• Handicap International. 2015. Disability in Humanitarian Contexts Views from Affected People and Field Organisations. Paris: Handicap International.

    Google Scholar 

  • HI. 2015. Disability in Humanitarian Context: Views from Affected People and Field Organisations. Paris: HI.

    Google Scholar 

  • Holden, J., Lee, H. et al. 2019. Disability Inclusive Approaches to Humanitarian Programming: Summary of Available Evidence on Barriers and What Works. London: DFID.

    Google Scholar 

  • Holmes, S. M. and Castañeda, H. 2016. Representing the “European Refugee Crisis” in Germany and Beyond: Deservingness and Difference, Life and Death. American Ethnologist, 43(1), 12–24.

    Article  Google Scholar 

  • Hughes, B. 2016. Impairment on the Move: The Disabled Incomer and Other Invalidating Intersections. Disability & Society, 32(4), 467–482.

    Article  Google Scholar 

  • IASC. 2019. Guidelines: Inclusion of Persons with Disabilities in Humanitarian Action. New York: IASC.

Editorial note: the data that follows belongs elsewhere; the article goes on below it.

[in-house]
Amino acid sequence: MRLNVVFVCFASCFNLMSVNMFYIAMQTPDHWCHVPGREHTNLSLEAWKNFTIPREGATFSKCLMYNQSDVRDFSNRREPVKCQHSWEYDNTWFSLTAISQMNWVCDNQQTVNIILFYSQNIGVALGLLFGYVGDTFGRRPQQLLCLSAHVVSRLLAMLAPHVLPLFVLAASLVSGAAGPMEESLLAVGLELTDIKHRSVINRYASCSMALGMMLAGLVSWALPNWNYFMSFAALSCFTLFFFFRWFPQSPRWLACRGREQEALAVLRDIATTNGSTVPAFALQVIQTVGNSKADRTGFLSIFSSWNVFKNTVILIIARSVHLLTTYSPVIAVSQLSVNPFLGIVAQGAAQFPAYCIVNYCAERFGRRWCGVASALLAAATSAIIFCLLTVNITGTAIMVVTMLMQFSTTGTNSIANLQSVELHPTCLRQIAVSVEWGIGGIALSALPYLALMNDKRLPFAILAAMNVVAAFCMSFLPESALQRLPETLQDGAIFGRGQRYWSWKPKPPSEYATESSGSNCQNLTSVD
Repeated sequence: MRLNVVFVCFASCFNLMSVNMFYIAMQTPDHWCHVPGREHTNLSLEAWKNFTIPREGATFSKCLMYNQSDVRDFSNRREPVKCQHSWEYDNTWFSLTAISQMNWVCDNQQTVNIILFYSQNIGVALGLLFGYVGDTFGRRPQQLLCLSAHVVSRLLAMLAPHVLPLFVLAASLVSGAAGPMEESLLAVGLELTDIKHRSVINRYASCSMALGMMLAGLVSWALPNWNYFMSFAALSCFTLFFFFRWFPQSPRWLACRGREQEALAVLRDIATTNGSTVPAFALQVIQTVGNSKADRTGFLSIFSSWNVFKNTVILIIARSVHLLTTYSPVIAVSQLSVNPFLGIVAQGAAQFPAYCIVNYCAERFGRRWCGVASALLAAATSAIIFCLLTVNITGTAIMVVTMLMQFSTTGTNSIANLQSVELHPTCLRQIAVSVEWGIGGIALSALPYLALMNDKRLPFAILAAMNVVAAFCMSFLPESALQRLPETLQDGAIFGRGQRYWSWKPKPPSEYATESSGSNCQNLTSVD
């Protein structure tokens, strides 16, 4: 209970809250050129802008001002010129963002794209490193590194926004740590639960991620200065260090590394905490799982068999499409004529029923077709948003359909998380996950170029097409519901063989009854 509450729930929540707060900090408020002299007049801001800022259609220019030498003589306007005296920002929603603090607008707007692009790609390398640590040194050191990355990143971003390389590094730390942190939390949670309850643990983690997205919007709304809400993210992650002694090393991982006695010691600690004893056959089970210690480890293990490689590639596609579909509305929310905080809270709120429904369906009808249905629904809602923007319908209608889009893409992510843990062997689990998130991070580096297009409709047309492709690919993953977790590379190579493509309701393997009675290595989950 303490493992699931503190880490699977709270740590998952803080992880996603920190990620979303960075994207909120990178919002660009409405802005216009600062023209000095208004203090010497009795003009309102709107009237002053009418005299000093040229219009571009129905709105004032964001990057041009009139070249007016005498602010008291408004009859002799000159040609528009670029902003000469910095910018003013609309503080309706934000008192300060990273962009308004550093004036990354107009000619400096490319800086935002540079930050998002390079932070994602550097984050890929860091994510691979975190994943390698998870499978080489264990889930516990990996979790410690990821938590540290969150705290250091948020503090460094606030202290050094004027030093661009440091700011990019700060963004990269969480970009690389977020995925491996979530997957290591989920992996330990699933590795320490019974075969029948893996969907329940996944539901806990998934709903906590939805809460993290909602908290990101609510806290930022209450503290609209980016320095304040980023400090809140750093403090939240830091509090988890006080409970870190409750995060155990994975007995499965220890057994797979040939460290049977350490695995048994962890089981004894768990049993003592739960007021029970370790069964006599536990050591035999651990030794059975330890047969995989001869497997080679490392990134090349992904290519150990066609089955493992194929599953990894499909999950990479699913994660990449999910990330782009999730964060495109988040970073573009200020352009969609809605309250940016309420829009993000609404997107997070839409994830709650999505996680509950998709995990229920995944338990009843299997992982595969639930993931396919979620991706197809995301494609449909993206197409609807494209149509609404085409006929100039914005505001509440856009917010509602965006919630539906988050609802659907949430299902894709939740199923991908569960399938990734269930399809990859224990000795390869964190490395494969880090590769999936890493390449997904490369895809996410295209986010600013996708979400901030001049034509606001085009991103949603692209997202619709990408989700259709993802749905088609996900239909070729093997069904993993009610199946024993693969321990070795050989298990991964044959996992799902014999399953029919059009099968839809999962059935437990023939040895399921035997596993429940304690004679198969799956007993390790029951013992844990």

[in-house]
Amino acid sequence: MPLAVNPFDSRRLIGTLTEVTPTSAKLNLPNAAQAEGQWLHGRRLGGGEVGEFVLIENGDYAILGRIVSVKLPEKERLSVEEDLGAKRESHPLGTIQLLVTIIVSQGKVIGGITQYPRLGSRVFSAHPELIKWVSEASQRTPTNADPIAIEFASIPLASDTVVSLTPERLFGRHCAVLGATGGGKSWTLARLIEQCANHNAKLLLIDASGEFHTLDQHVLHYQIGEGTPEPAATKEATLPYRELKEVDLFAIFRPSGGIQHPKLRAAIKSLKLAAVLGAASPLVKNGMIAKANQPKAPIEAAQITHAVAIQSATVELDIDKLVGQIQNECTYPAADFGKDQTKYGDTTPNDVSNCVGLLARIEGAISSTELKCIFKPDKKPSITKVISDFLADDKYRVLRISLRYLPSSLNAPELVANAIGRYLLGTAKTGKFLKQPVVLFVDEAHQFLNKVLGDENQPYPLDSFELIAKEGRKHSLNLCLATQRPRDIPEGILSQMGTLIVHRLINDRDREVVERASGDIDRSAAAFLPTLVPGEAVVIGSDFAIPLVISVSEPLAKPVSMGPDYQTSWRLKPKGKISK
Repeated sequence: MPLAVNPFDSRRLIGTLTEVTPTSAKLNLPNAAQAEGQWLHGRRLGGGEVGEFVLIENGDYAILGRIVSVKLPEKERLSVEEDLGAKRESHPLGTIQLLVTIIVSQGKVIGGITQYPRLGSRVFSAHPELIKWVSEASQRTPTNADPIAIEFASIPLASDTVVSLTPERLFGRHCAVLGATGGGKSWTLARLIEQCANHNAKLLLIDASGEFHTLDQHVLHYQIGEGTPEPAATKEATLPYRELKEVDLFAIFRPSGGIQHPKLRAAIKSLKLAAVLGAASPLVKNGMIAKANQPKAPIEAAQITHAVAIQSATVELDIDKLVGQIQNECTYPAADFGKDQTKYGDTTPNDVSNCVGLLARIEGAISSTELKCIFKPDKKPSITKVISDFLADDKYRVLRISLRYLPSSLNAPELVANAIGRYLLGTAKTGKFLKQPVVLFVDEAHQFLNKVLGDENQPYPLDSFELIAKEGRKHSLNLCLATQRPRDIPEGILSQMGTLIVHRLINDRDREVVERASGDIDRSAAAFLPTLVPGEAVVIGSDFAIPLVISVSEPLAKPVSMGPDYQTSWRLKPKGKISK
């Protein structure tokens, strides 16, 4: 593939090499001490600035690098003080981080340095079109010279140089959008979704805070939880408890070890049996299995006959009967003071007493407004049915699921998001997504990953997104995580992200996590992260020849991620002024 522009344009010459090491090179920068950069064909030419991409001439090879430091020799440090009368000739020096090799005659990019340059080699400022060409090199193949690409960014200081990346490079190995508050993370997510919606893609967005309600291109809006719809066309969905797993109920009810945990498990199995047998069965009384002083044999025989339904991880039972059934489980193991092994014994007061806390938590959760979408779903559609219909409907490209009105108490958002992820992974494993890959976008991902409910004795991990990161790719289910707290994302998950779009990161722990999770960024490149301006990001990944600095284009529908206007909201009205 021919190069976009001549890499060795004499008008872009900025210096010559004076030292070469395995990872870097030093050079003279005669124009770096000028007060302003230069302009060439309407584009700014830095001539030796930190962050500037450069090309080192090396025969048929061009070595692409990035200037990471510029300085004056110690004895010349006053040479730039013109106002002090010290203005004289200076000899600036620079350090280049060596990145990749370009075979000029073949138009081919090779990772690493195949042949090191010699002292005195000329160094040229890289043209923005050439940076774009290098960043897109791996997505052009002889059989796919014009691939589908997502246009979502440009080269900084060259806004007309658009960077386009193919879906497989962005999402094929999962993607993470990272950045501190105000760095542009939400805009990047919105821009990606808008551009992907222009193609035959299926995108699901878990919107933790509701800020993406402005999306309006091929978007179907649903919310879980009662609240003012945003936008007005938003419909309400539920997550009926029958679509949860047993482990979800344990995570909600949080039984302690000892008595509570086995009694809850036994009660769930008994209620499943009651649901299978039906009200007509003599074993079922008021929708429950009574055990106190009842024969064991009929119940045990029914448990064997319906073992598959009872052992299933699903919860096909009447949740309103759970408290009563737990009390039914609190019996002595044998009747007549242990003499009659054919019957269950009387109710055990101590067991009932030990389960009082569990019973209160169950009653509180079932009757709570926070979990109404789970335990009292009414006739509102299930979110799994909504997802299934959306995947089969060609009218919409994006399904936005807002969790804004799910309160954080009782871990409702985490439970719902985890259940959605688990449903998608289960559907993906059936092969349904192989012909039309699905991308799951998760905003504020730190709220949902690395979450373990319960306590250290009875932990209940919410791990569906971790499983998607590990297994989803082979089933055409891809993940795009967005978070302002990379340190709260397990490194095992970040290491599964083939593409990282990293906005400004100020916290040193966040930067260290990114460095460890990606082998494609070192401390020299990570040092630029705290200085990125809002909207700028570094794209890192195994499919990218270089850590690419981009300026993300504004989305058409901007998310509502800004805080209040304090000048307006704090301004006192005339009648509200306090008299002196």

Google Scholar 

  • Ingleby, D. (Ed.). 2005. Forced Migration and Mental Health: Rethinking the Care of Refugees and Displaced Persons. US: Springer.

    Google Scholar 

  • IOM. 2016. Disability and Unsafe Migration: Data and Policy, Understanding the Evidence. Global Migration Data Analysis Centre: Data Briefing Series. https://publications.iom.int/system/files/pdf/gmdac_data_briefing_series_issue_7.pdf.

  • Kett, M. and Trani, J. 2010. Vulnerability and Disability in Darfur. Forced Migration Review, 35, 12–13.

    Google Scholar 

  • Mainwaring, C. 2016. Migrant Agency: Negotiating Borders and Migration Controls. Migration Studies, 4(3), 289–308.

    Article  Google Scholar